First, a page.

Alumni Interview: Cj Giovingo – Part 2June 24, 2021
During the month of June, Capitol Tech is celebrating Pride by sharing numerous blogs that highlight influential LGBTQ+ figures in the STEM industry. The people featured in these blogs were particularly inspiring to us because of their innovation, dedication to their field, and strength in the face of adversity and hate. Please enjoy this special edition featuring one of our own alum. Happy Pride Month!
Capitology blog sat down with Cj Giovingo to discuss their time at Capitol Tech, their career at NASA’s Jet Propulsion Laboratory (JPL), and the unexpected path they took to achieve both.
This is part two of the interview, focusing on Cj’s work on the Mars 2020 Mission. Make sure to check out part one for more information on how Cj came to be a systems engineer and their role as an LGBTQ+/trans role model. Be sure to click through the photo album of Cj during the mission at the end of this blog!
CB: What does it mean to be a Systems Engineer at JPL?
Cj: I’m in the middle of a big change. I was on the Mars 2020 Mission from 2014 to now. My job was on the Entry, Descent, and Landing (EDL) team, with the rover landing on February 18, 2021. The Mission is going forward but I’m not on that team. The remaining job of the EDL team is to collect all of the data and reconstruct the landing so that we can write lessons learned documents to feed forward to the next mission.
I’m pivoting to work on the Mars sample return mission. The first goal of Mars 2020 was to send the rover and seek signs of past life, and that includes having Perseverance rover take core samples. We now have to work on the Mars Sample Return Mission, to bring those samples back to Earth. The Return Mission is a dance we will be doing with multiple partners, including NASA and the European Space Agency (ESA). ESA is sending an Earth return orbiter (ERO) and NASA is building the sample retrieval lander. There will be a small fetch rover and its job is to pick up the samples and drive it back to the lander. The lander contains a small rocket to launch those samples into orbit around Mars, join up with ESA’s orbiter, and then return to Earth. My job is on the Mars Ascent Vehicle (MAV).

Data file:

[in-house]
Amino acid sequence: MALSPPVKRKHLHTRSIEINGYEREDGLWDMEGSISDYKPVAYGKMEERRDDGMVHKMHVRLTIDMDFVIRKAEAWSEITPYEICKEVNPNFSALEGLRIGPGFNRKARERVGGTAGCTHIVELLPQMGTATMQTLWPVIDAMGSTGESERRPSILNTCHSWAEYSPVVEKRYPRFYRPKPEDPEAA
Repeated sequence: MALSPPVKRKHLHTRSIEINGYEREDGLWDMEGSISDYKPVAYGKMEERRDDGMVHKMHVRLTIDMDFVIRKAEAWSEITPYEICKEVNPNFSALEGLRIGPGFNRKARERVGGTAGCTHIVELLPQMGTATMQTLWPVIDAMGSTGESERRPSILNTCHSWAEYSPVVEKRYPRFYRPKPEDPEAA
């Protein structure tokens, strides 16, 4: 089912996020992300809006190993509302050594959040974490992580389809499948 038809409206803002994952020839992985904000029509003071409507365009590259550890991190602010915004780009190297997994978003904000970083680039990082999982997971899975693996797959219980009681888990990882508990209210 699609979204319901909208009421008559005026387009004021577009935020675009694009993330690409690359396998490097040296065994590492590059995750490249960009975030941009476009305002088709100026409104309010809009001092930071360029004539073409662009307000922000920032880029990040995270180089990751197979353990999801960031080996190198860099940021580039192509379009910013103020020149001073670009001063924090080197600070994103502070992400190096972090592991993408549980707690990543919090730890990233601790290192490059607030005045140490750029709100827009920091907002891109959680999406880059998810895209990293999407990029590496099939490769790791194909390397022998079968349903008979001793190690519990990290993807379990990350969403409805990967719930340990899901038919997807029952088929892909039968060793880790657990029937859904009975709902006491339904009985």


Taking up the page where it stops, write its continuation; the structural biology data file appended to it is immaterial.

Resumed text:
CB: What do your days look like?
Cj: With systems engineering you’re working with subsystems–power, telecom, payload –each are very specific functions. You need all of those functions to work as a whole. We are the “bigger view” people, the team of systems engineers. We specialize in the different areas. I’m not a subsystem specialist. I’m looking at how the MAV works with the lander. I’m a uniter.
As a result, days vary. I can be reading design documentation, others are sitting in meetings, and other days you’re doing a lot of testing.
CB: What do you like best about your job?
Cj: I love working for JPL. I love the culture at JPL. I love that they’re constantly looking, and this is true of NASA as a whole, to solve the unsolvable problems. I love solving these big complex problems. I love the team aspect. Our EDL team – we call ourselves the EDL family – we had a lot of fun together and that helped the work. I’ve found that all over JPL.